There will be no further posts on this blog until Monday 18 September. However, before I depart, here are a few brief items.
Madame Arcati, fast becoming a must-read, continues to put up extraordinary stuff, including a 7 September pen-portrait of a Sunday Times man. (I'm not even going to mention his name. Or his job.) I just hope Madame has a good lawyer.
Next, a brief word about Waiting for Godot. Just over a year ago, I mentioned that Mrs GOB and I had been to see Sir Peter Hall's production of this Beckett piece at the Theatre Royal, Bath. Well, this year Sir Peter brought the play back again, with the same cast.
Last year we saw the very first performance of this production, and I commented at the time that the cast would, in due course, get a lot more out of the text, particularly in relation to the humour. This year we saw almost the last performance in the run, and there is no doubt that much had been achieved. I would say that the overall effect was nearly 100% better.
Sadly, the run has now finished, but I suppose it's just possible that the same cast might appear in it somewhere else. Definitely worth seeing if they do.
Waterstone's used to borrow Amazon facilities for their online presence, through the simple expedient of putting Waterstone's at the top of the page instead of Amazon. Now, however, they've decided to do their own thing.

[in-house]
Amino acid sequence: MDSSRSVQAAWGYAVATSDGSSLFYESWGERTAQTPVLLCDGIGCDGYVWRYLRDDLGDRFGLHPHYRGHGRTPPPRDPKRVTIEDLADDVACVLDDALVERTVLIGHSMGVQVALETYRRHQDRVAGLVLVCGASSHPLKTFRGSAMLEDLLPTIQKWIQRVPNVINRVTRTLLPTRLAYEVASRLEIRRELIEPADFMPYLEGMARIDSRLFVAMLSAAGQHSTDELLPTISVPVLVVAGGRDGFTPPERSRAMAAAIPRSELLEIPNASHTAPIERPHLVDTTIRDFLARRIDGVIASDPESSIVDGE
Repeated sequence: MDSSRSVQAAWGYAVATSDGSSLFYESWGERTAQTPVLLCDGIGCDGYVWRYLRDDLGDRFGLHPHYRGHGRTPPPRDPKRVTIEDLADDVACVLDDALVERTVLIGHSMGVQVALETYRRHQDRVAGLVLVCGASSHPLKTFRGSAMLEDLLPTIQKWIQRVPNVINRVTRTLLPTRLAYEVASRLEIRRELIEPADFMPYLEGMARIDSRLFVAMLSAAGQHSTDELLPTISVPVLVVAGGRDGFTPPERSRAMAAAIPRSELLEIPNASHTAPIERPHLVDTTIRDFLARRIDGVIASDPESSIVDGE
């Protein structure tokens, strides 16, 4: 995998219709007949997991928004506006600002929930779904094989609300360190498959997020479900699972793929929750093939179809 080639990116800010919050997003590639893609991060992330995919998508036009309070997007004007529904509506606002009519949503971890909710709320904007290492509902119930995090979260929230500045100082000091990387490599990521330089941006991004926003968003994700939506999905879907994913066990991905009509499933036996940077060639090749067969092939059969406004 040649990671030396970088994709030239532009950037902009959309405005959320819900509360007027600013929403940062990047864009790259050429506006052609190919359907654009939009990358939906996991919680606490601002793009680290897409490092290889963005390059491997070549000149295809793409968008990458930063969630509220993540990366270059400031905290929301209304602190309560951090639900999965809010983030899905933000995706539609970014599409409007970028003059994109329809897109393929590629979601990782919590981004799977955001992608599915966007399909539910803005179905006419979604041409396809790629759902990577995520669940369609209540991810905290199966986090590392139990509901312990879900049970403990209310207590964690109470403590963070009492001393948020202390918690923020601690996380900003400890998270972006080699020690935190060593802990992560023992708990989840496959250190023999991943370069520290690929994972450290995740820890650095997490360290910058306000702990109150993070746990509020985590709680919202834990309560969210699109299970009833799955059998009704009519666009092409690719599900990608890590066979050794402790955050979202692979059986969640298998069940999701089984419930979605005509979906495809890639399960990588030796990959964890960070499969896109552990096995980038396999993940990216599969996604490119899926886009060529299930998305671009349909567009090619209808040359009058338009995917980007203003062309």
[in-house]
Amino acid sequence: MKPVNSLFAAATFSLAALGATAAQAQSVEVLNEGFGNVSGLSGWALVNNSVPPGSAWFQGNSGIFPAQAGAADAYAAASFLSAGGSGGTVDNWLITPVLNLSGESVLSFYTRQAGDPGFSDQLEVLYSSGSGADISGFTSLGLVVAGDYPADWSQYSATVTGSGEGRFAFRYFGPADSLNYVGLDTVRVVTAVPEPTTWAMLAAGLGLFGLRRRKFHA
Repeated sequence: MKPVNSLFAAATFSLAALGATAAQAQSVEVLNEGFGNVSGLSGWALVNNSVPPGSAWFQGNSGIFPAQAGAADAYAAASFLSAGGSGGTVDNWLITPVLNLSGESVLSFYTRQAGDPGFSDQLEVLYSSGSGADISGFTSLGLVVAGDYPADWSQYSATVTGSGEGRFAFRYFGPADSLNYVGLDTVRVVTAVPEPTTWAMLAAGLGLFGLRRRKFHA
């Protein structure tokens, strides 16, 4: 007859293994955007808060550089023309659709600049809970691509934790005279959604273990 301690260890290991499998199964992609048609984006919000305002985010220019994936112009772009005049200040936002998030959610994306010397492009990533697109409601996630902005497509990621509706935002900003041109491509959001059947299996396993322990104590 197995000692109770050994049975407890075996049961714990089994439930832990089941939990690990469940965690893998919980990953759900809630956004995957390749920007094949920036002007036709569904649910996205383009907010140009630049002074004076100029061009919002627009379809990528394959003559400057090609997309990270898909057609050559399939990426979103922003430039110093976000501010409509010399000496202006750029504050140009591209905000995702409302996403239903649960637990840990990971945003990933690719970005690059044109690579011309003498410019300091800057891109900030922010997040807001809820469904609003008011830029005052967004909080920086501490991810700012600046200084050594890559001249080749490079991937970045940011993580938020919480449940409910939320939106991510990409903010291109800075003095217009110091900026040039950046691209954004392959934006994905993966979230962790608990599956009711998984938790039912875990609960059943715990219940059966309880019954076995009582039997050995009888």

I think I commented a while back that this seemed a very ambitious scheme, and one which would require a considerable investment of time and effort. The new online presence is now available for business, but it's going to be some time, in my opinion, before Amazon need to worry.
I started, as I normally do with Amazon, with the advanced-search page, and immediately Waterstone's facility proves to be inferior. There is no way, for example, to search for books published by a particular publisher in a given year. The keyword search doesn't help either: type HarperCollins into the key word box and you get 137 results -- only a fraction of HC's output.
If you do manage to locate a book, e.g. my own How and why Lisa's Dad got to be famous, you get no cover picture, although Nielsen Bookdata certainly have one, no facility for readers' comments, and no obvious way for the publisher or author to add an extract. Things, presumably, can only get better.
Oh, and if you're used to whacking return after you've entered your search data (in advanced search), you'd better unlearn that habit fast. Here you have to mouse-click on Submit. Really useful.
Finally, several bloggers (the first I saw was Galleycat) have drawn attention to an article in the Bookseller. Here Alex Peake-Tomkinson describes the endless joys of working as a work-experience girl and editorial assistant in more than one UK big-time publisher over a three-year period. The first job she was given, naturally, was to read the slush pile.
Don't miss this one; it's is a real peach, believe me.